It was left to Bolivian and Peruvian physicians, who are thoroughly familiar with the coca habit and its manifestations, to show that the chewing of fifty grammes of coca leaf per day releases a quantity of at least 39 centigrammes of cocaine, a strongly toxic dose, particularly when taken every day for life.

As Professor Emilio Fernández of Bolivia has said: "Whereas cocaine addiction is a vice connected with cabarets and practised by women of ill repute and their associates, the coca habit by contrast occurs among the indigenous population, the rural population and miners."

The comments on the coca habit in Bolivia by Professor Juan Manuel Balcázar who, with Professor Fernández, is the leading research worker investigating this serious Bolivian problem, are most impressive. He says: "The annual production of coca is 3 million kilogrammes, all of which is consumed in Bolivia. This quantity of coca is sufficient to produce 20,000 kilogrammes of cocaine per year which is used to intoxicate the rural population. That intoxication costs the country 400 million bolivianos which represents a loss to the country’s economy and which is expended in keeping one-third of the Bolivian population in a state of intellectual abjectness and physical prostration".

Professor Balcázar’s analysis is applicable to our problem in Colombia, though in our case, as mentioned before, the situation deserves even greater censure because our problem, being on a smaller scale, ought to have been remedied by drastic action long ago.

CHAPTER VI

Co-ordination of agencies in the campaign against the coca habit

When Decree No. 896 of 1947 was promulgated, I, as Minister of Health, wished the campaign to be co-ordinated with the Ministries of Labour and Agriculture, the Agrarian Fund, the Land Credit Institute and the banking institutions.

The co-ordination was not achieved at that time, but it is essential if success is to be won against all the influences adverse to action which ought to be drastic.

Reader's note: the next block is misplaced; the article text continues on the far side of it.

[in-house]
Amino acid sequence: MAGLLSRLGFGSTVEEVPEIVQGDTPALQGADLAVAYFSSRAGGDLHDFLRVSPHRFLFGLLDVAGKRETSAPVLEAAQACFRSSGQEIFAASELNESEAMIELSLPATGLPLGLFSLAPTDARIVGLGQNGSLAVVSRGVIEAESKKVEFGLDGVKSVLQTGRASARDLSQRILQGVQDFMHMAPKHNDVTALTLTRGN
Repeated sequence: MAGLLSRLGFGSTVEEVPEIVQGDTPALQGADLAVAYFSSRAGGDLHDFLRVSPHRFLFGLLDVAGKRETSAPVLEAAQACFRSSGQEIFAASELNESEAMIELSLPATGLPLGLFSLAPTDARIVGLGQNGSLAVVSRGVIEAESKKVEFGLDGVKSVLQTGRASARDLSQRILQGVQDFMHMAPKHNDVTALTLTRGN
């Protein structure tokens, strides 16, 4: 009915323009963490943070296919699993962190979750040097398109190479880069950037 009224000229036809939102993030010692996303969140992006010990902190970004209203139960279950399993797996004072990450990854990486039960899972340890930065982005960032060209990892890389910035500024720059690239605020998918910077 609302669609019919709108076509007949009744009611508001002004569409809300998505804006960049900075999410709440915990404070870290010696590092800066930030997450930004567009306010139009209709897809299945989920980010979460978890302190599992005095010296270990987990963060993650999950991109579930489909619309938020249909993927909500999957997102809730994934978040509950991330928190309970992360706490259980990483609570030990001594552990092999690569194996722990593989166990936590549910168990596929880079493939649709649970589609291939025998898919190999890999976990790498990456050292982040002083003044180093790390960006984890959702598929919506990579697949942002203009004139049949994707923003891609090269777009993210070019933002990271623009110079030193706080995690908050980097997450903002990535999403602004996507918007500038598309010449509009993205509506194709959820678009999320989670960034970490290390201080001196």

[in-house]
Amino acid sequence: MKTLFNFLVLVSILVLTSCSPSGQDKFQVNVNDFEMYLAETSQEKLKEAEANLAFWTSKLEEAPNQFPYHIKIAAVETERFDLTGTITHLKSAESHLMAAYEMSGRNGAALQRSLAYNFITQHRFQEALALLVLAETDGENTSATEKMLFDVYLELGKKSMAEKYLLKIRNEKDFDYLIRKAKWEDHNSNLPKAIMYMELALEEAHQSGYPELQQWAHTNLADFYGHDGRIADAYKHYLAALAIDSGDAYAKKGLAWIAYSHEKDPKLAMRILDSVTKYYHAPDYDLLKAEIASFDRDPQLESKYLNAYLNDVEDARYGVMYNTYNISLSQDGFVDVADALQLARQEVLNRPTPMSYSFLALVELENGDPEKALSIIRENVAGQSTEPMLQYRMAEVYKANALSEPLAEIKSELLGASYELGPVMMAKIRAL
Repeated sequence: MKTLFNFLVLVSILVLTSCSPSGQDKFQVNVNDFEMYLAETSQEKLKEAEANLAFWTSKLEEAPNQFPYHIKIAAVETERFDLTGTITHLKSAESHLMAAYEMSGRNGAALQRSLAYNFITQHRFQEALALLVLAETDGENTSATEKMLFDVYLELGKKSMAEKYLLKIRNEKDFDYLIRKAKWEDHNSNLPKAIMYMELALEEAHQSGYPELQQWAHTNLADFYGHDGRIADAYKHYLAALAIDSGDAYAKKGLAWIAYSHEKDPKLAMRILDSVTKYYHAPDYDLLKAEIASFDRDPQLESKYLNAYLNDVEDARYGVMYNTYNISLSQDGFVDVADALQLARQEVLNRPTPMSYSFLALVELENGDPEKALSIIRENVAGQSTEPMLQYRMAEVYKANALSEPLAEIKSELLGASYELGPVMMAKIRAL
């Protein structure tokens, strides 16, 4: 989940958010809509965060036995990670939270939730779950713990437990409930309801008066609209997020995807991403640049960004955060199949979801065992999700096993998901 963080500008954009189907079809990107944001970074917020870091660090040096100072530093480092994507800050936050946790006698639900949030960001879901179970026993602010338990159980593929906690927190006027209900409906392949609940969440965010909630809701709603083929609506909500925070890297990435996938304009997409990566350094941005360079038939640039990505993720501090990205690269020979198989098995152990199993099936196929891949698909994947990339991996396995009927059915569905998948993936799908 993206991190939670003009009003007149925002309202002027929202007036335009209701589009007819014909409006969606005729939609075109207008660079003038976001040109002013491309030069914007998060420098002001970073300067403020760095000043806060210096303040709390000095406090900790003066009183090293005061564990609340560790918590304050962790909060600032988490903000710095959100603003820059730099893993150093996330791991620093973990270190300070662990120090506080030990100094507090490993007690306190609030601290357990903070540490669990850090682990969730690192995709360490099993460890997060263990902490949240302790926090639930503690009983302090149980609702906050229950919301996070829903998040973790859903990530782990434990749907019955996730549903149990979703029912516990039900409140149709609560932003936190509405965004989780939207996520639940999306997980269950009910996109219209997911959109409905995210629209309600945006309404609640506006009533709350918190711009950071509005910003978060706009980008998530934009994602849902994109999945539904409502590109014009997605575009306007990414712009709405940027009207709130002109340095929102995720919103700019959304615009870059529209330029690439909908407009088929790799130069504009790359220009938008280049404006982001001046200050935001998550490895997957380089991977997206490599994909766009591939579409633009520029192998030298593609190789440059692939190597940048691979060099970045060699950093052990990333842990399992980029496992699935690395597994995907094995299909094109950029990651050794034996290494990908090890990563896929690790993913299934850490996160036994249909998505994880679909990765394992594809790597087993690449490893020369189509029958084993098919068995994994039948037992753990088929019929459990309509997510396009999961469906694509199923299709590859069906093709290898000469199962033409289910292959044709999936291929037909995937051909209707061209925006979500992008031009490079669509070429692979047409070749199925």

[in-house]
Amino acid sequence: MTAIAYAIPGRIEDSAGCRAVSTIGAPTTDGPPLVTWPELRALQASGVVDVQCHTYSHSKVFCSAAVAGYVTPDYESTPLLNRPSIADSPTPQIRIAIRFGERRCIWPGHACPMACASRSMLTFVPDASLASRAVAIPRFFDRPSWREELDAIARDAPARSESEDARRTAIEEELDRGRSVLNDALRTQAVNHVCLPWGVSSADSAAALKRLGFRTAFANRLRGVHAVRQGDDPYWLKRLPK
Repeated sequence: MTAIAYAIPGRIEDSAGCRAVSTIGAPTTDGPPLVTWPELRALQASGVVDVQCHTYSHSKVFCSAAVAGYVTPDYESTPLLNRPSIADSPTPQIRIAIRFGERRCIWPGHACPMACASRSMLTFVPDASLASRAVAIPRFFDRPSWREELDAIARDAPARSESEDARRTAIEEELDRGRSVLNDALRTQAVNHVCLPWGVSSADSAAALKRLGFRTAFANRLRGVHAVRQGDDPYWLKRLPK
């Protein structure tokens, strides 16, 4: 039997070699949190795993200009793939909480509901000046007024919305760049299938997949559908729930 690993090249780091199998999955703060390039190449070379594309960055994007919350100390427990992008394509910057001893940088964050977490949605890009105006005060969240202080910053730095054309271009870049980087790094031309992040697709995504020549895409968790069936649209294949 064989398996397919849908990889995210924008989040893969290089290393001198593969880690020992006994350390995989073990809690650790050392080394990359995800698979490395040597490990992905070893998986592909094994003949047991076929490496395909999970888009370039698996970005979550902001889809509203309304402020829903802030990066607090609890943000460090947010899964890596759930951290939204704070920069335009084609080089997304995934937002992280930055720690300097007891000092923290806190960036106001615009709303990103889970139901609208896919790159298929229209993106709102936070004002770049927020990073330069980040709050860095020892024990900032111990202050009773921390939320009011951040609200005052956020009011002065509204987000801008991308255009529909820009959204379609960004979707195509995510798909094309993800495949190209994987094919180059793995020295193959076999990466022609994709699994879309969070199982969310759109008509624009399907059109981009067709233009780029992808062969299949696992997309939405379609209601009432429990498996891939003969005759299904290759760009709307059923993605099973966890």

The Ministry of Labour is the agency responsible for posting an adequate number of labour inspectors in the areas where coca is cultivated in order to keep watch and punish those who pay part of their workers’ wages in coca leaves. The Ministry of Labour could easily order the inspectors to examine the amount actually received. If there is one duty which the Ministry in question ought to perform at this time, it is to ensure compliance with the legislation relating to labour, public health and industry.

In my opinion, the Ministry of Agriculture is the proper agency to encourage many of the public health campaigns. The replacement of crops, like coca, which contribute nothing to the nation’s food, by others which are economically more useful and profitable, is one of the most appropriate functions of that Ministry in Colombia as well as in other countries of Latin America. Rational feeding and the control of many infectious and social diseases and of avitaminosis present problems which cannot be resolved by public health alone, even with vast resources. Perhaps the most important mission of Ministries of Agriculture today is to encourage the production of food, to open up new areas and centres of production, and to introduce technical knowledge in agriculture.

The Agrarian Fund jointly with the Ministry of Agriculture should help in solving the problem by supplying tools and seeds to encourage new crops as substitutes for coca.

The Land Credit Institute, a Colombian agency concerned with improving rural housing, should also participate in this campaign. Unhealthy and wretched living conditions are notorious sources of infections and social diseases and of avitaminosis. The indigenous inhabitants in Latin America continue to live in the same primitive conditions as their earliest forefathers. All we have done to civilize them was to impose religion on them, but their environment of poverty, ignorance and unwholesome conditions is far inferior to anything that the men who destroyed the indigenous culture can possibly have found.